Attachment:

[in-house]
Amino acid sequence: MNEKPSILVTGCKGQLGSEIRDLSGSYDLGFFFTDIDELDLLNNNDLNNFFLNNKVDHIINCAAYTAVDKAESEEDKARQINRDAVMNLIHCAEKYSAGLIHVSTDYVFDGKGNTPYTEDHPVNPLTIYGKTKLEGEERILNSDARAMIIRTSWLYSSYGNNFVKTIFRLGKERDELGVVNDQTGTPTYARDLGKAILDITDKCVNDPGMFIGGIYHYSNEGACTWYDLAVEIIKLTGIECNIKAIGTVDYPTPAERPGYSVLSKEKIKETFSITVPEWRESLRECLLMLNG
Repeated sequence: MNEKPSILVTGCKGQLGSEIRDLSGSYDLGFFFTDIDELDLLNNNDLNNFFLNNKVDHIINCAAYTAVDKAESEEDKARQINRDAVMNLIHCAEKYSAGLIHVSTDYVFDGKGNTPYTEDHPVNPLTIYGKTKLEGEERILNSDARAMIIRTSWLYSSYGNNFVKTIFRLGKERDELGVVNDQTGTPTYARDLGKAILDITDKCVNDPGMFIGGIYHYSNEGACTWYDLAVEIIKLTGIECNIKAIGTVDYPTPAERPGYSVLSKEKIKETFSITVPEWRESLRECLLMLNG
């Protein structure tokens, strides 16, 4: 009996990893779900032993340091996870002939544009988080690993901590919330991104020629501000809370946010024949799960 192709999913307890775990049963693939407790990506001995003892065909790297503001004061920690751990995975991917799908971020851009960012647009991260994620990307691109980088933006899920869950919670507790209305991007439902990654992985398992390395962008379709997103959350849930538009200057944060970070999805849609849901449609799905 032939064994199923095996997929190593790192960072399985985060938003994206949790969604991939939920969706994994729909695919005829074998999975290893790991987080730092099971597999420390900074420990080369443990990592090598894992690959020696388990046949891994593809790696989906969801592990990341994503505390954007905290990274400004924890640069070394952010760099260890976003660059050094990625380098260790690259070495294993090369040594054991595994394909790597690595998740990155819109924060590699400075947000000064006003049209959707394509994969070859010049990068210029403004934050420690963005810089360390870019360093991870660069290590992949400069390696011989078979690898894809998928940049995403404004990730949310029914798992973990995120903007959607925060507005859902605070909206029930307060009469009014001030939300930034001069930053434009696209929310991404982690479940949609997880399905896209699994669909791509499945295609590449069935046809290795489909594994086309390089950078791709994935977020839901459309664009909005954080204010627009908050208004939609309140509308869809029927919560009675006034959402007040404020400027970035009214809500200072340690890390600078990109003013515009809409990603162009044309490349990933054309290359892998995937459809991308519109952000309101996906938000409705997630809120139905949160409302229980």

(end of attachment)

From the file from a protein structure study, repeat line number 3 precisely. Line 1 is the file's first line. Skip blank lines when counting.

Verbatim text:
Repeated sequence: MNEKPSILVTGCKGQLGSEIRDLSGSYDLGFFFTDIDELDLLNNNDLNNFFLNNKVDHIINCAAYTAVDKAESEEDKARQINRDAVMNLIHCAEKYSAGLIHVSTDYVFDGKGNTPYTEDHPVNPLTIYGKTKLEGEERILNSDARAMIIRTSWLYSSYGNNFVKTIFRLGKERDELGVVNDQTGTPTYARDLGKAILDITDKCVNDPGMFIGGIYHYSNEGACTWYDLAVEIIKLTGIECNIKAIGTVDYPTPAERPGYSVLSKEKIKETFSITVPEWRESLRECLLMLNG